Search

You searched for: Political Geography Arabia Remove constraint Political Geography: Arabia Publication Year within 10 Years Remove constraint Publication Year: within 10 Years Publication Year within 5 Years Remove constraint Publication Year: within 5 Years Journal Middle East Review of International Affairs Remove constraint Journal: Middle East Review of International Affairs
Number of results to display per page

Search Results

  • Author: Arno Tausch
  • Publication Date: 02-2014
  • Content Type: Journal Article
  • Journal: Middle East Review of International Affairs
  • Institution: Global Research in International Affairs Center, Interdisciplinary Center
  • Abstract: This article evaluates Arab public opinion with the "Arab Opinion Index" by the Arab Center for Research and Policy Studies (ACRPS) in Doha, Qatar. The Index covers 12 Arab countries with 85 percent of the population of the entire Arab world. The data was weighted by UNDP population figures in order to arrive at conclusions about the totality of opinions in the Arab states. There is indeed overwhelming support for democracy and change in the region, but, at the same time, the data imply real basic weaknesses of civil society support for the structures of democracy.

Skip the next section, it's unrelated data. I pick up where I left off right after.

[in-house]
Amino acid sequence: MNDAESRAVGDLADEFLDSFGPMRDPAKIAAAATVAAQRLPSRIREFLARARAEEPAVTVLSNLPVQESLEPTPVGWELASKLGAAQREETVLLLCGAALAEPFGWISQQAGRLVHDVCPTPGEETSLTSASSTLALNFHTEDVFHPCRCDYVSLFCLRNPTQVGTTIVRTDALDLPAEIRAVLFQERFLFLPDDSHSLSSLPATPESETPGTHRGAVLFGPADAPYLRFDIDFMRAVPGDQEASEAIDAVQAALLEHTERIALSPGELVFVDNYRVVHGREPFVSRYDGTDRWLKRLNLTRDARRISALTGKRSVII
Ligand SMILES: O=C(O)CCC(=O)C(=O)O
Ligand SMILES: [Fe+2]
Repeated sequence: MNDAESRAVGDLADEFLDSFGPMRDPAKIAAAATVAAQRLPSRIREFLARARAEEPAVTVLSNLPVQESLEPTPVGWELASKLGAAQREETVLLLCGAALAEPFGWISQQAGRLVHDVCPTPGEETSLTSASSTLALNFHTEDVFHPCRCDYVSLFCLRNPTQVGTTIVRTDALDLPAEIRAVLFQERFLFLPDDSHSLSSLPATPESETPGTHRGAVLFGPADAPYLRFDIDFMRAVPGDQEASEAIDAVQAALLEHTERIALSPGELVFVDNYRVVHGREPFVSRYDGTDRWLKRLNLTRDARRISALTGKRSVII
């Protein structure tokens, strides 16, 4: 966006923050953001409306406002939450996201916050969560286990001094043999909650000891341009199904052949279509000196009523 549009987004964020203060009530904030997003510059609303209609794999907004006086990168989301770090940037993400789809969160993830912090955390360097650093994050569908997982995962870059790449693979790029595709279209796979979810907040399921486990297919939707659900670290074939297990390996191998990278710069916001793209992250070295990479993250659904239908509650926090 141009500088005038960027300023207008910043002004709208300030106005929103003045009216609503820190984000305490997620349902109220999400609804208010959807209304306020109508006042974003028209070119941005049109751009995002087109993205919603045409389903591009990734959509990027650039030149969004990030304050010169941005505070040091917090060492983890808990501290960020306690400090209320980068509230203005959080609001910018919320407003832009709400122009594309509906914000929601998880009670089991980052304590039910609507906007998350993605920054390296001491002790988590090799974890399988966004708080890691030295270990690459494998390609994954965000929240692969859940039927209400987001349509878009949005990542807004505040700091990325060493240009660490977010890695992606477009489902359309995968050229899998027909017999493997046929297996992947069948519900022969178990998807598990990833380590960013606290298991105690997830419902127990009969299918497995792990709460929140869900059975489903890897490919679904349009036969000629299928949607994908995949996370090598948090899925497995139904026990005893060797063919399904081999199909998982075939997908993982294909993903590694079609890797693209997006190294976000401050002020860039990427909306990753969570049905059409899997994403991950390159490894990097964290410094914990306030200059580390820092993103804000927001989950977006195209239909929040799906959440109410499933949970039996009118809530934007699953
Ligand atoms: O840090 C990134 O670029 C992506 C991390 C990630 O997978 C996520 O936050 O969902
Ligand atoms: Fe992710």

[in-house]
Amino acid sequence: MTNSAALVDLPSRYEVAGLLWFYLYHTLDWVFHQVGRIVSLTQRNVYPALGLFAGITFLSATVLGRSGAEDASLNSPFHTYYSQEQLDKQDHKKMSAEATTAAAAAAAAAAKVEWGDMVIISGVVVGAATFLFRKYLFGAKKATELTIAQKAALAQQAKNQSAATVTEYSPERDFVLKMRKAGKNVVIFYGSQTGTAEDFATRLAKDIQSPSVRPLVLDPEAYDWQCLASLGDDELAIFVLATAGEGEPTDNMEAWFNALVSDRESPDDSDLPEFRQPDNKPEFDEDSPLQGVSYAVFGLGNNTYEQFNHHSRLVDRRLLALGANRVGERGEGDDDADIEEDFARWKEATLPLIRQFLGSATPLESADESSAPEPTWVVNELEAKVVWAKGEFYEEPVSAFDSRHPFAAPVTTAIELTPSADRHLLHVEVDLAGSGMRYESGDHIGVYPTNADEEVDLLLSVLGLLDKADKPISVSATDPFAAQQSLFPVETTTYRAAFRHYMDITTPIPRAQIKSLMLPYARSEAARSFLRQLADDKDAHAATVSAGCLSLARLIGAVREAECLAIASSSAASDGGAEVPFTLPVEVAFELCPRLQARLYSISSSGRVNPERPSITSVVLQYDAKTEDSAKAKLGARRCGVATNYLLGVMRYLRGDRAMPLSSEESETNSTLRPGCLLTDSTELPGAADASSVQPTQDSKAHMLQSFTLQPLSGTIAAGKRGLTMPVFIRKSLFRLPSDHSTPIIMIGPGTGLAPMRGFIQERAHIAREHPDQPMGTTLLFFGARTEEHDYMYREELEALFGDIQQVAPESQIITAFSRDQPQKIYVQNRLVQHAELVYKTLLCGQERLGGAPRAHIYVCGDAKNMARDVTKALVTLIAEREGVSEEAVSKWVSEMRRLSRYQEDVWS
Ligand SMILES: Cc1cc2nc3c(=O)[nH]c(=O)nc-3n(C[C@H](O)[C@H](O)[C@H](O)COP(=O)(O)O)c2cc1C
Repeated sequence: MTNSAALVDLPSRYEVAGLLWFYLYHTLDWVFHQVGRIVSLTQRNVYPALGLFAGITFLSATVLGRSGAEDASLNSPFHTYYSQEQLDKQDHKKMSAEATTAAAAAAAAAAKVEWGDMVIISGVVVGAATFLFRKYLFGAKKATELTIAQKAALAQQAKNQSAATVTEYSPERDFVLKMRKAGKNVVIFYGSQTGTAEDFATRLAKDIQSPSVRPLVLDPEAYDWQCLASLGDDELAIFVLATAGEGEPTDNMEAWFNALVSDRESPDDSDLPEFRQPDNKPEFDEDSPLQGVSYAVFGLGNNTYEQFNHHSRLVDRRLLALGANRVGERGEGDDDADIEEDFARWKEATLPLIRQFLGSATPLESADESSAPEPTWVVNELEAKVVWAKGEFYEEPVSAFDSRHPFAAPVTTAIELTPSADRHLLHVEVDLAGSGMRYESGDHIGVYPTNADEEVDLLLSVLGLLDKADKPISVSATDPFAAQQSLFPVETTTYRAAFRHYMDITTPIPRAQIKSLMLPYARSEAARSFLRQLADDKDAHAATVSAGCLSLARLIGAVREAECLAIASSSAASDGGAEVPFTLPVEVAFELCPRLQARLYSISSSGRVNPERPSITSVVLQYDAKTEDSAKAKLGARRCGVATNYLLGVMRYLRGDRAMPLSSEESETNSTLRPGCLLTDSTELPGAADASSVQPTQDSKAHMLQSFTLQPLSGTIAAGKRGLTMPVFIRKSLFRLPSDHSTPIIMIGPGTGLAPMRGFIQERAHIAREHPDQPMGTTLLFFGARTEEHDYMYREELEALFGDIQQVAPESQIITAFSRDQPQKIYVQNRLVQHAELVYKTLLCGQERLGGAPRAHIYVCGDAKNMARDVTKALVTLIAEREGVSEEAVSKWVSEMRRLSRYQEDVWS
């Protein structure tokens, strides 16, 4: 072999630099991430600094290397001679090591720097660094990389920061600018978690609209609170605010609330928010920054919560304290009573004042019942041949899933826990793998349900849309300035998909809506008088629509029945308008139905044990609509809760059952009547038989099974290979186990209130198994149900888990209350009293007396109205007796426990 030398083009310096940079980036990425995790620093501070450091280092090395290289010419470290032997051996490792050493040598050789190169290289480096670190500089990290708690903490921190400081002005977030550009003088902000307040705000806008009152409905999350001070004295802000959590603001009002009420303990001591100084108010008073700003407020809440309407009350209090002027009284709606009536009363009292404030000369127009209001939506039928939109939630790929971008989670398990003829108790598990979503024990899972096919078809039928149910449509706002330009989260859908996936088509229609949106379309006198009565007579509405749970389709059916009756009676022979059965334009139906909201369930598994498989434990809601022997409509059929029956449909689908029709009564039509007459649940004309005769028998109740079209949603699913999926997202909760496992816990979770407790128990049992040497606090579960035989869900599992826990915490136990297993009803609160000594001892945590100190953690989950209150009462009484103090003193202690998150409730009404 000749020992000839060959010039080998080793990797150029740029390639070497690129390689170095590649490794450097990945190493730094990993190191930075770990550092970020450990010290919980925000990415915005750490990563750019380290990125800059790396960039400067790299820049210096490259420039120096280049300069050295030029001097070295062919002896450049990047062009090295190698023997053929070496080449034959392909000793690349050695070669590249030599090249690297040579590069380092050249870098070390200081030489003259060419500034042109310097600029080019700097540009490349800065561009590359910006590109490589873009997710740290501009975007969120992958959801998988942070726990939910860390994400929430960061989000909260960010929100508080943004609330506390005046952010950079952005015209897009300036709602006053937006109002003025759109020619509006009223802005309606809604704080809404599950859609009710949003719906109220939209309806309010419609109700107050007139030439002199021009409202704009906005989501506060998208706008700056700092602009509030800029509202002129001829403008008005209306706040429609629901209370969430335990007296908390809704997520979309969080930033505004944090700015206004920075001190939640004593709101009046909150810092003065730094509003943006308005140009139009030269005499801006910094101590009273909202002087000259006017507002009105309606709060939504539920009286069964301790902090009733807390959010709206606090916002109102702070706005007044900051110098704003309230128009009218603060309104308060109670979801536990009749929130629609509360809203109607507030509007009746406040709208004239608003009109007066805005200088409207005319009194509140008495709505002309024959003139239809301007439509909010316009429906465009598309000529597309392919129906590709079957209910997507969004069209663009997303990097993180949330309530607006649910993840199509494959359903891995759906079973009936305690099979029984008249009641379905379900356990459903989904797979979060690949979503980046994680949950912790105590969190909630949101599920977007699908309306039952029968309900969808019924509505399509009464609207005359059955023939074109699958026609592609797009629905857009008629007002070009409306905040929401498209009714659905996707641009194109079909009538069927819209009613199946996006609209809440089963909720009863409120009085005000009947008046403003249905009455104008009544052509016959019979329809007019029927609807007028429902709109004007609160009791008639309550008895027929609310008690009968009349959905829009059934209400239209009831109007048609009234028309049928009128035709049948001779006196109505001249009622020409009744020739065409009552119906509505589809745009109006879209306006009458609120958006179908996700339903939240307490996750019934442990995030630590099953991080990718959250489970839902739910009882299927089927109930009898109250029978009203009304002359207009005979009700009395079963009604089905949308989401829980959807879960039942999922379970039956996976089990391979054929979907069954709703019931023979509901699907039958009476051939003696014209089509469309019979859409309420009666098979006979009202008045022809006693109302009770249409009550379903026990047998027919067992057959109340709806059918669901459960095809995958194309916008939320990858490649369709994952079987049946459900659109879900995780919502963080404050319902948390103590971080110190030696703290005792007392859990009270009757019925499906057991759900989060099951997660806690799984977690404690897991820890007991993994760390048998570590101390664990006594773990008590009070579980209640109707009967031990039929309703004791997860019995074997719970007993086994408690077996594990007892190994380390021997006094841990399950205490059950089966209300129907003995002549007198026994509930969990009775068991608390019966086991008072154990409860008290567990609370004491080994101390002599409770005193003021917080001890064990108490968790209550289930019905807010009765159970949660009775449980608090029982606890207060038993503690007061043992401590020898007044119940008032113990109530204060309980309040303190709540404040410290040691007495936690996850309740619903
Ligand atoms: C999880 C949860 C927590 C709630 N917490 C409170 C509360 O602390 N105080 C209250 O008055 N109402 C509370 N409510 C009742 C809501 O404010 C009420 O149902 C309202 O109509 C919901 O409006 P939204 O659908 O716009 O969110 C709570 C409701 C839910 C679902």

• Political Geography: Libya, Arabia, Egypt, Tunisia
  • Author: Yonathan Gonen
  • Publication Date: 08-2014
  • Content Type: Journal Article
  • Journal: Middle East Review of International Affairs
  • Institution: Global Research in International Affairs Center, Interdisciplinary Center
  • Abstract: Since newspapers first arrived in the Middle East, around the beginning of the 19th century, newspapers have played important roles in the life of Arab residents. Although many newspapers do not allow space for discussion and do not investigate governmental injustices, they provide valuable information that affects a large public, reinforce cultural values and instill a rich intellectual heritage . In recent years, these newspapers, like many newspapers in the West, have experience a decline in revenues and have seen new media bite into their share of popularity. This is particularly notable in light of the events of the " Arab Spring . " However, these difficulties are not as severe as the crisis facing the Western press, and it seems that the Arab newspapers survive, for now, the technological wave .
  • Political Geography: Middle East, Arabia